2. I was really disappointed by the ending. The theme which was heavily pushed was "it's better just to lie for the sake of the greater good." Alfred destroyed the letter which is a lie by omission to Bruce. Rachel intended Bruce to have that letter PERIOD. Alfred had no right to destroy it. The people of Gotham are lied to about Harvey and the blame is put on batman. Aside from being a really dumb lie, they could have blamed any thug that was already dead, it was really unnecessary.

I don't think Alfred destroyed the letter "for the greater good". He did it for Bruce's good. All it really shows is that Bruce's mental well-being is higher on Alfred's value hierarchy compared to transmitting Rachel's letter posthumously -- especially since it is no longer relevant to her because she's dead.

The people were lied to about Harvey to preserve hope and trust in the justice system, which is obviously one of Bruce's highest values. Effectiveness or alternative solutions aside, upholding your highest ideals trumps the act of lying.

3. Harvey's fall was totally unbelievable. I can see killing those two cops and the mafia guy but what did Gordon do? What did his family do? I understand revenge on those who have harmed you but going after Gordon's family? As was pointed out by a previous poster, the actor who played two-face seemed "too rational" and a rational person doesn't go after random people (like little kids). Maybe if he seemed crazyer I wouldn't have minded so much.

Harvey wanted Gordon to have a taste of what it is like to lose a loved one. That is why he went after the kid. I thought the movie made this pretty clear. Anyway the character of Two-Face is about polar extremes, so obviously he needs to pendulate between completely rational and completely insane.

Edited by Moebius
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  • 4 weeks later...

I laughed with the Joker, for the same reason I laughed with Ellsworth Toohey. That a person or people can wish for their own destruction and not know it is a supreme irony, especially when they are given the power to unleash a person who fully knows what he wants and how to get it. Such evil integrity blinds them, they cannot understand it, they do know how to control a man like that. He doesn't want money or power, or life, or sex, or drugs. He has only one desire, one that they can't give him. As Alfred says so perfectly in the movie, he just wants to see the world burn. That's why I laugh when the Joker kills thugs and blows up hospitals, and why I greatly enjoyed watching the safely locked away Joker slowly erode everything around him. It is absurd to the highest agree to watch people who don't dare face their own philosophy scuttle around trying to stop two people that have. (Batman and Joker). The Greeks used to say that Tragedy and Comedy are not far removed.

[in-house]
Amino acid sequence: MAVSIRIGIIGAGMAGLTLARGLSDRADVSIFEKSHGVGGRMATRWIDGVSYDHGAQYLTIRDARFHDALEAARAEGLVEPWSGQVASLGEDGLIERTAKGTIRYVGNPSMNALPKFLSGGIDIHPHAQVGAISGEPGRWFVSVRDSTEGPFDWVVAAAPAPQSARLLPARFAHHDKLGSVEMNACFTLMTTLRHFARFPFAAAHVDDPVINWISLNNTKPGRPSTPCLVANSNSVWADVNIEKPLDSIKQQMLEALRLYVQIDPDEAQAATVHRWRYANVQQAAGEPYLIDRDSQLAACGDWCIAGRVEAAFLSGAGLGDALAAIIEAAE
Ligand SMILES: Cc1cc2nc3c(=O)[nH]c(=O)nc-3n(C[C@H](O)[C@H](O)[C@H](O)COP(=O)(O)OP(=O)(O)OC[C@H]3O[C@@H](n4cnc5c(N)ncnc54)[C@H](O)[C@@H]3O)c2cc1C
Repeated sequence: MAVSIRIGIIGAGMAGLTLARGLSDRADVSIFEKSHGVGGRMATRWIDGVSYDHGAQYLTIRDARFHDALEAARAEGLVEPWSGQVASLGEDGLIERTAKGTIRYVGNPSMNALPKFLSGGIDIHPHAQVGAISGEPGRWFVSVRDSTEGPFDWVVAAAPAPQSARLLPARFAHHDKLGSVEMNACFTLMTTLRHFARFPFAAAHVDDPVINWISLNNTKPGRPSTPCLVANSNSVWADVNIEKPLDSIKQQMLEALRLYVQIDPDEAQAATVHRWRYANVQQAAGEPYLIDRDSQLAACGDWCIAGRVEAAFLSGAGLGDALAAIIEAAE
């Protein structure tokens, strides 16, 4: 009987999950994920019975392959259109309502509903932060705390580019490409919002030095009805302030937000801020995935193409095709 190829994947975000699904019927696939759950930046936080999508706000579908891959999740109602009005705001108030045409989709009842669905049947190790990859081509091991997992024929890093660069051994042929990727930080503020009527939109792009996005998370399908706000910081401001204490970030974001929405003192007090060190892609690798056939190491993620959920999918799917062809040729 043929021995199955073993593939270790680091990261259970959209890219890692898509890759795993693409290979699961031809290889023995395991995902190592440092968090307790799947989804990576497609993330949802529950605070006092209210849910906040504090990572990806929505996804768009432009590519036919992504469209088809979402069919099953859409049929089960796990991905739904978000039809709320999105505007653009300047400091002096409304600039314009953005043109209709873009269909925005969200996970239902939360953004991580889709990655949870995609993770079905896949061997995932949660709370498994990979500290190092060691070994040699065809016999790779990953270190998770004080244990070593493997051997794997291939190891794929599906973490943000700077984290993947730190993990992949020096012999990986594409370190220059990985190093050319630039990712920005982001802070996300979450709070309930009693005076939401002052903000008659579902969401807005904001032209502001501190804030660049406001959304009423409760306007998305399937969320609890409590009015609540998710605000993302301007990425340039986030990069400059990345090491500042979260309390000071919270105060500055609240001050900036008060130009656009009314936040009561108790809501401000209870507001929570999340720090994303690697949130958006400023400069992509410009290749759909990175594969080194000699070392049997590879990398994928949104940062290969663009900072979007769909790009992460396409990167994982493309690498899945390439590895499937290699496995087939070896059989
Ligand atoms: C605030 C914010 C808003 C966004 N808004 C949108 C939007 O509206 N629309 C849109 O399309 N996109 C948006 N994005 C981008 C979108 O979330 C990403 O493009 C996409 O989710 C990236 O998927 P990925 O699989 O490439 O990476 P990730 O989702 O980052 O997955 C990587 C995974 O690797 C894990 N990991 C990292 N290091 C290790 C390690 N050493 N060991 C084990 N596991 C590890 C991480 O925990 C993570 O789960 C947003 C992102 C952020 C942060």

On another note. Who really thinks that the two-boat scenario would have really resolved itself like that in a real life scenario? I know this is an unanswerable question for the most part, but I personally think the Joker's plot was really curtailed by Warner Brother's desire for a PG-13 movie. People get killed because they are rooting for the wrong football team on the wrong side of the stadium for crying out loud! The majority of perfect strangers are not capable of reacting to harsh moral choices with that much networking. They would never chose one citizen/thug to make the choice for them. Their would be screaming and carrying on and fighting and gunshots. The portrayal of how people handled the hospital scenario was much more accurate I think.

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On another note. Who really thinks that the two-boat scenario would have really resolved itself like that in a real life scenario? I know this is an unanswerable question for the most part, but I personally think the Joker's plot was really curtailed by Warner Brother's desire for a PG-13 movie.

In real life I'd imagine that people would fight much harder to either detonate the bomb or to prevent it from being detonated -- what with their lives being on the line and all. Personally I probably would have just jumped the ship.

I doubt WB had much to do with the scene though. I mean the scene pretty much had to end that way or else the Joker wins.